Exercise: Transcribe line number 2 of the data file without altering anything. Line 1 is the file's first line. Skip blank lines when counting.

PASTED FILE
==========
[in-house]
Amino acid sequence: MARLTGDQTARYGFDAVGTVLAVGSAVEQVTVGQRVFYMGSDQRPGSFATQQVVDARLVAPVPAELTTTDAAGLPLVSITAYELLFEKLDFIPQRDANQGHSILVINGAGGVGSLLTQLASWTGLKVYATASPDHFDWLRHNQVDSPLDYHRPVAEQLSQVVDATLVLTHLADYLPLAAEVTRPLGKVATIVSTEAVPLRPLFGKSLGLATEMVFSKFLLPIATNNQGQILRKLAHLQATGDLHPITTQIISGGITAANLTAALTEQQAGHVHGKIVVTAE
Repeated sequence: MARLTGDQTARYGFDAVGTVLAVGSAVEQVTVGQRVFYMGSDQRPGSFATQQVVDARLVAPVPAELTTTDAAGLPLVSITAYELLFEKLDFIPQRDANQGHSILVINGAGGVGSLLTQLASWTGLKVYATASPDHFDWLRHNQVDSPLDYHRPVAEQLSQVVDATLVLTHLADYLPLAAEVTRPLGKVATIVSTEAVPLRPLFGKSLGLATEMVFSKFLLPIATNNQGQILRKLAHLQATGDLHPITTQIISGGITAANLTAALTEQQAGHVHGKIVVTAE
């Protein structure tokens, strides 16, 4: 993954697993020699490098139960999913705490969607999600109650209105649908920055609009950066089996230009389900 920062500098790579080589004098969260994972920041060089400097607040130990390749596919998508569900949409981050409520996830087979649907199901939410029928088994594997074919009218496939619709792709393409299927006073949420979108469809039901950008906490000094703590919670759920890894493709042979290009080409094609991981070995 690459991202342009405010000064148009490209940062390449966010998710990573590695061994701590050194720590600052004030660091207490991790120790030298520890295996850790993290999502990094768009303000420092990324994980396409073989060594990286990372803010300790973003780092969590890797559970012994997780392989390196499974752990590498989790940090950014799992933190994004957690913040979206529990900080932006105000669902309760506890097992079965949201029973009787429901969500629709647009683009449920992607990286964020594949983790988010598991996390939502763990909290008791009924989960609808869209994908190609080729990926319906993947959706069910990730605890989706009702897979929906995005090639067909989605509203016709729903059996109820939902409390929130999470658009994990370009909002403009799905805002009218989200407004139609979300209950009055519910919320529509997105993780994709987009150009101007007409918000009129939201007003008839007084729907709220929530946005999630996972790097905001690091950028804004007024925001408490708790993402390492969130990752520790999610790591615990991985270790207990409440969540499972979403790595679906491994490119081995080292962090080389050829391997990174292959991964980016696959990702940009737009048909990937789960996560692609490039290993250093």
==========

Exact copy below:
Amino acid sequence: MARLTGDQTARYGFDAVGTVLAVGSAVEQVTVGQRVFYMGSDQRPGSFATQQVVDARLVAPVPAELTTTDAAGLPLVSITAYELLFEKLDFIPQRDANQGHSILVINGAGGVGSLLTQLASWTGLKVYATASPDHFDWLRHNQVDSPLDYHRPVAEQLSQVVDATLVLTHLADYLPLAAEVTRPLGKVATIVSTEAVPLRPLFGKSLGLATEMVFSKFLLPIATNNQGQILRKLAHLQATGDLHPITTQIISGGITAANLTAALTEQQAGHVHGKIVVTAE